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The Unlikely Group That's Saying Obamacare Poses a Problem for the Middle Class


“Ironically, the Administration’s own signature healthcare victory poses one of the most immediate challenges to redressing inequality.”

White House press secretary Jay Carney speaks during the daily briefing at the White House in Washington, Monday, Feb. 24, 2014. Carney was asked about Ukraine, Venezuela, Syria and other topics. (AP Photo/Susan Walsh) AP Photo/Susan Walsh

President Barack Obama has made “income inequality” his theme for the 2014 mid-term elections, but it's his signature legislative achievement – Obamacare – that is making that gap between rich and poor larger, said a union that typically supports the president's policies.

White House press secretary Jay Carney speaks during his daily news briefing at the White House in Washington, Thursday, Feb. 27, 2014. The secretary fielded questions from the situation in Ukraine to the 2016 Presidential election. (AP Photo/Jacquelyn Martin) AP Photo/Jacquelyn Martin

White House press secretary Jay Carney pushed back somewhat on Monday against the report by the Nevada service employees group UNITE Here that said the irony of the Affordable Care Act is a transfer of wealth of powerful companies, and higher prices for consumers.

“Ironically, the Administration’s own signature healthcare victory poses one of the most immediate challenges to redressing inequality,” said UNITE Here's findings, first reported by the Nevada political news website Ralston Reports. “Yes, the Affordable Care Act will help many more Americans gain some health insurance coverage, a significant step forward for equality. At the same time, without smart fixes, the ACA threatens the middle class with higher premiums, loss of hours, and a shift to part-time work and less comprehensive coverage.”

UNITE Here represents employees of hotels, air ports, casinos, food services, and laundry sectors.

The report's cover letter states, “Unite Here was the first union to endorse then Senator Obama. We support the addition of healthcare to millions of Americans. Yet facts are facts, and Obamacare will cost our members the equivalent of a significant pay cut to keep their hard-won benefits.”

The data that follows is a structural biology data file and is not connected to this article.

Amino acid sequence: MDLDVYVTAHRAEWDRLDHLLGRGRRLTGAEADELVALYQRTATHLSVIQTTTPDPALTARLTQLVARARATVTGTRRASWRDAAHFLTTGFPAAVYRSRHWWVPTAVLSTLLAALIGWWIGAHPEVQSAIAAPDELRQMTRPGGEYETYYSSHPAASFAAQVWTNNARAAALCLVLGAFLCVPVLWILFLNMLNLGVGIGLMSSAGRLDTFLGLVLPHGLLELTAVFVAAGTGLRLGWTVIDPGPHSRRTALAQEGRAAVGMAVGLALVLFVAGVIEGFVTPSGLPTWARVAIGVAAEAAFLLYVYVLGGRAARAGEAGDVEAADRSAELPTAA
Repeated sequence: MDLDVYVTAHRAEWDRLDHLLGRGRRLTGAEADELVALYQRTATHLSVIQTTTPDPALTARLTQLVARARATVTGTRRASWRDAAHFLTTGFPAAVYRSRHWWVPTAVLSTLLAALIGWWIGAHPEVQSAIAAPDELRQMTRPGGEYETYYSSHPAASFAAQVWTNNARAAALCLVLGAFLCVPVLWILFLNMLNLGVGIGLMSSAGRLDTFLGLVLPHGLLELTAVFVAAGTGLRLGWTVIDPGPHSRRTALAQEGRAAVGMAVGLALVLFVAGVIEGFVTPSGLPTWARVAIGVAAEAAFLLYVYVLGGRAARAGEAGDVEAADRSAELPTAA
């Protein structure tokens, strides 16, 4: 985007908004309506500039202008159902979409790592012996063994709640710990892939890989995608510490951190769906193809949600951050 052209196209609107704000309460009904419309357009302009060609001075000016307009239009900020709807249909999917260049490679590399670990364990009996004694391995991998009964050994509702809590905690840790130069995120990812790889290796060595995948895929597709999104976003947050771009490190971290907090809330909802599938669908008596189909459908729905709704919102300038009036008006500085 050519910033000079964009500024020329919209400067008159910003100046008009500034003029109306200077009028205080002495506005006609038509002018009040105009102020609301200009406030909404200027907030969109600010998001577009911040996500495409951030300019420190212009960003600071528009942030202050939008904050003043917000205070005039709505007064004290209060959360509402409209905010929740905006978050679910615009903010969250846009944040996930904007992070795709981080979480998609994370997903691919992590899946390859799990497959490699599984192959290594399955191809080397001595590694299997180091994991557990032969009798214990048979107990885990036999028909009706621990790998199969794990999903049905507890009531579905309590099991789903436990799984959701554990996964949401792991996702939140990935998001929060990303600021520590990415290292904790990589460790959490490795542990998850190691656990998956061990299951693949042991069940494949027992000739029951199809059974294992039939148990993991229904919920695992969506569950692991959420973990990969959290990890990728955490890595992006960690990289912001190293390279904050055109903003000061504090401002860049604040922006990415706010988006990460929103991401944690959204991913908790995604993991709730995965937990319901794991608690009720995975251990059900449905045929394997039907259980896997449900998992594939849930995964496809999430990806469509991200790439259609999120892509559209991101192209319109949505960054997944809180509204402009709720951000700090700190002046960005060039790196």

The letter goes on to state that Democrats should not take labor's support for granted: “As election season looms, it is important for us to hold politicians accountable. Please use the enclosed information to ask those seeking our money and votes what they plan to do to ensure we can keep the healthcare we have.”

When Fox News reporter Ed Henry asked about the union's assertion Monday, Carney – after giving an explanation about workers benefits, told Henry, “I know you want to speak for the unions.”

He explained that by law the administration cannot offer the same benefits and exemptions to individuals as it does to companies and employers.

“The fact is, as the Treasury Department issued in a letter. It does not see a legal way for individuals in multi-employer group health plans to receive individual market tax credits as well as the favorable tax treatment provided with employer provided health insurance at the same time,” Carney said. “But, the administration encourages multi-employer plans and other nonprofit plans to offer coverage through the marketplace on an equal footing to create new high quality affordable options for all Americans.”

The union report, titled “The Irony of ObamaCare: Making Inequality Worse” says, “Most of the ACA’s $965 billion in subsidies will go directly to commercial insurance companies, one of the largest transfers of public wealth to private hands ever. Since the ACA passed, the average stock price of the big for-profit health insurers doubled, their top executives were paid more than a half billion dollars in cash and stock options, and in the past 2 years, the top 10 insurers have spent $25 billion on mergers and acquisitions.”

It further says Obamacare is “strangling fair competition,” because the administration “has blocked many non-profit health funds from competing for the law’s proposed trillion dollars in subsidies by refusing to set fair regulations for different types of plans.”

The report also talked about how employees are suffering by being moved to part time work, and a cutting of pay, “If employers follow the incentives in the law, they will push families onto the exchanges to buy coverage. This will force low-wage service industry employees to spend $2.00, $3.00 or even $5.00 an hour of their pay to buy similar coverage.”

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